Unfortunately, the floor of the Skyscape X is .74 cuben. It was a concern for me, but I decided to chance it and use a piece of polycryo underneath. I'll report back at the end of the year. If it doesn't work out, I'll probably ask Ron to upgrade it to heavier cuben for me if the cost isn't too high. Sweet tent otherwise.Jul 14, 2012 at 5:59 pm #1894794
The specs on the SMD site say CTK2.08 which, I believe (after googling a bit) is .74 oz. cuben fabric. The floor is white and the canopy olive but the material weight, unlike the 20D/40D silnylon canopy/floor on the Trekker, is the same weight. Would this cause any reluctance for you in terms of the pressing durability question? For an extra $225 I could probably cut a pound off my sleep system for warmer trips at least, i.e., with an enlightened equipment or similar quilt to replace my MB UL SS spiral bag which weighs 28-ish ounces.Jul 14, 2012 at 6:05 pm #1894795
I just haven't been able to drink the cuben koolaid. 24 ounces vs 15 ounces isn't really that big of a deal, and will be hardly noticeable in your pack, as you alluded to.
Personally, while I am not super tough on my gear, I don't see the point in paying twice the price for less durability. I suppose it depends on how often you want to use the tent, how tough you are on your gear, and whether you're willing to pony up the cost. I would imagine the extra cost for cuben could better spent somewhere else. Your mileage may vary.Jul 14, 2012 at 9:44 pm #1894828
I wouldn't buy a shelter with a 0.74oz/CT2K.08 floor. You could get away with it if you did meticulous site prep and/or used a groundsheet, but if you use a groundsheet then you're cancelling out the weight savings. IMO, it's what Skurka would call 'stupid light' but some guys love it. Depends on your hiking style and locale.Jul 14, 2012 at 10:12 pm #1894834
on John Abela's site about the cuben version. He really liked it. Good advice above from a few people very familiar with cuben though. Can't beat first hand experience.Jul 15, 2012 at 1:08 am #1894846
@dirk9827Locale: Pacific Northwest
I have used cuben and silnylon shelters. To me, the question that would be worth asking yourself is: "When and where do I do the majority of my backpacking?"
In my opinion, the entire choice between shelter materials can be determined in a large measure as to the climate and seasons you go backpacking. Since you live in the lovely Bay Area, I suspect that the Sierra and northern California will be your general backpacking area. If that is the case, and presuming that you don't spend the majority of your time backpacking the wetter sections of the coast (Santa Cruz mountains and far northern reaches of California), then few of the downsides of silnylon really applies, other than the weight penalty over cuben. Silynylon sags in the rain (or areas with high humidity), that much is known and accepted.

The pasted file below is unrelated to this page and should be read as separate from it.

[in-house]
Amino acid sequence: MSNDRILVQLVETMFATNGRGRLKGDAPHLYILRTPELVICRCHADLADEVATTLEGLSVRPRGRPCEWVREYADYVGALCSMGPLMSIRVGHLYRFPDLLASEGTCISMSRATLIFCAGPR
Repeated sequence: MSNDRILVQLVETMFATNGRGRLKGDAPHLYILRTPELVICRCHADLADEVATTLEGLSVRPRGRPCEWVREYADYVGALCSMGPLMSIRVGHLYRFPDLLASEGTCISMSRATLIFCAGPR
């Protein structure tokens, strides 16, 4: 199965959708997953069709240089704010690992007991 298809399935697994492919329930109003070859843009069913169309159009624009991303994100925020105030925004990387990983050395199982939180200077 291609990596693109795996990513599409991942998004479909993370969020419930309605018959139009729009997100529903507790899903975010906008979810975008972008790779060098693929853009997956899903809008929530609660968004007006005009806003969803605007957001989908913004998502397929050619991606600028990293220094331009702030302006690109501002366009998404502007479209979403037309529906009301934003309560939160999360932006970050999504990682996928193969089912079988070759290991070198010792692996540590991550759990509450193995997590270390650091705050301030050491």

In California, I found this isn't much of a consideration, since it barely rains during the summer (again, an assumption that you are a three-season backpacker) and the relatively humidity is very low. You could use just about any well-designed shelter and it would fare well. So then, the entire question becomes one of money, weight and anticipated wear-and-tear. Silnylon is strong, especially in wind. It will put up with a lot. Cuben needs to babied a bit more, as Nick points out.
To some, the weight savings would be worth the money. I prefer cuben here in (often) wet Washington, for the sag factor. But the silnylon tents I've owned were definitively tougher.
DirkJul 15, 2012 at 12:24 pm #1894912
@danepackerLocale: Mojave Desert
Gotta disagree with you MB. Gear that is durable does not necessarily have to be heavy. My TT Moment tent or CC Sidewinder stove are light yet quite durable. It all depends on the QUALITY of construction – and of course, reasonable care given during use and storage.Jul 15, 2012 at 3:41 pm #1894965
"but if you use a groundsheet then you're cancelling out the weight savings."
Use a trimmed down polycryo ground sheet and you're coming in at around 16.5 oz. That's still far lighter than the silnylon version.
"IMO, it's what Skurka would call 'stupid light' but some guys love it."
C'mon, Dan. You can disagree, fine, but stupid??Jul 15, 2012 at 3:58 pm #1894969
Here is link to John Abela's review. Its fairly glowing, worth a read.
But: though he reports being satisfied with durability of 0.74 cuben fiber for the canopy, he would like to see an option to have a bathtub/floor made of 1.24 cuben fiber.Jul 15, 2012 at 4:14 pm #1894974